We can no longer tell if the computers are touching us or we are touching them.
This, one of their better points, strikes close to home as it firmly deals with issues of privacy. Ubiquitous computing is meant to lead to people interacting with thousands of computers by 2020, and while this seems ridiculous, it is only ridiculous for traditional definitions of computer. We can start to take into account intelligent surveillance cameras, RFID readers and tags in our clothing, groceries, physical access devices, cell phones, vending machines, cars, parking meters, music devices, our shoes, our glasses, our jewelry, let alone traditional computers. And the further we push towards injecting technology into our bodies and having better remote sensing capabilities, the more we lose the once clearly defined interface of keyboard, monitor, mouse. Now our fingertips, our movements, our heartbeat, our glances all become inputs to the myriad computers in the room. And better, they all communicate. The question is how much control do we want, should we have, will we be given?
The Growth of Techno-Dependency
You can’t go back.
While I suppose this is in some ways a change, “technology” as a scary pervasive force has been pretty constant for a good two hundred years. And while there are some interesting policy questions brought up here, like what will happen when computers take over all the human jobs, the implications for HCI here seem to be less about developing new technologies, but more on mitigating the damage caused by the crazy-evil robots. (I exaggerate, but when asked “As society grows ever dependent on technology and the interaction underpinning this, who is accountable?” I laugh as if the answer should be: the scientist should never have given us these powers.)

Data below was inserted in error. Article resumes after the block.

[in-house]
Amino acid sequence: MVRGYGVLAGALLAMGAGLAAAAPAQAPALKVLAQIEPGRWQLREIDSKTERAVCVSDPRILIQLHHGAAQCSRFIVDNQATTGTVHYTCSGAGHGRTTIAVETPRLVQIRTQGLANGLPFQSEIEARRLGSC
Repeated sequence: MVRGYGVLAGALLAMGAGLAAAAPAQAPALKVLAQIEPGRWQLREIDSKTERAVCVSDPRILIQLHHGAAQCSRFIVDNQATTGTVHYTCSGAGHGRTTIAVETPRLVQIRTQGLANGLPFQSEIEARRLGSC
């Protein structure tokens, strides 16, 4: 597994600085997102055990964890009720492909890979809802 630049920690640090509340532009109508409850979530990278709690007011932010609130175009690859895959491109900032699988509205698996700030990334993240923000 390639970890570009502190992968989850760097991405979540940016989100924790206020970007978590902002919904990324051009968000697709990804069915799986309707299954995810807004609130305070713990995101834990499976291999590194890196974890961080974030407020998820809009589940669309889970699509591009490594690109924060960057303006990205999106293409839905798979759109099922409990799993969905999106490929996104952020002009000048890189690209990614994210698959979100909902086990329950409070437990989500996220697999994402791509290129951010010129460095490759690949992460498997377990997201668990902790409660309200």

The Growth of Hyper-Connectivity
I am alone in a crowded room, only if the wifi goes down.
My laptop has had a bit of an issue for about three months now, both of the fans have died. This means I simply cannot run certain programs (EVE, Aperture – for very long), and my computer consistently runs at 70degC – CPU temp. But while it is still under warranty that would involve shipping it off to Apple for a week, and I can’t allow that. I need to be with my laptop all the time, because it is connecting me socially to friends around the world, to news, to the tasks and communications that form my workplace, as well as to my source of all media, my photo archives, my music library, my Netflix subscription. Physical boundaries disappear, new social relationships are formed, and it seriously is HCI that is shaping this.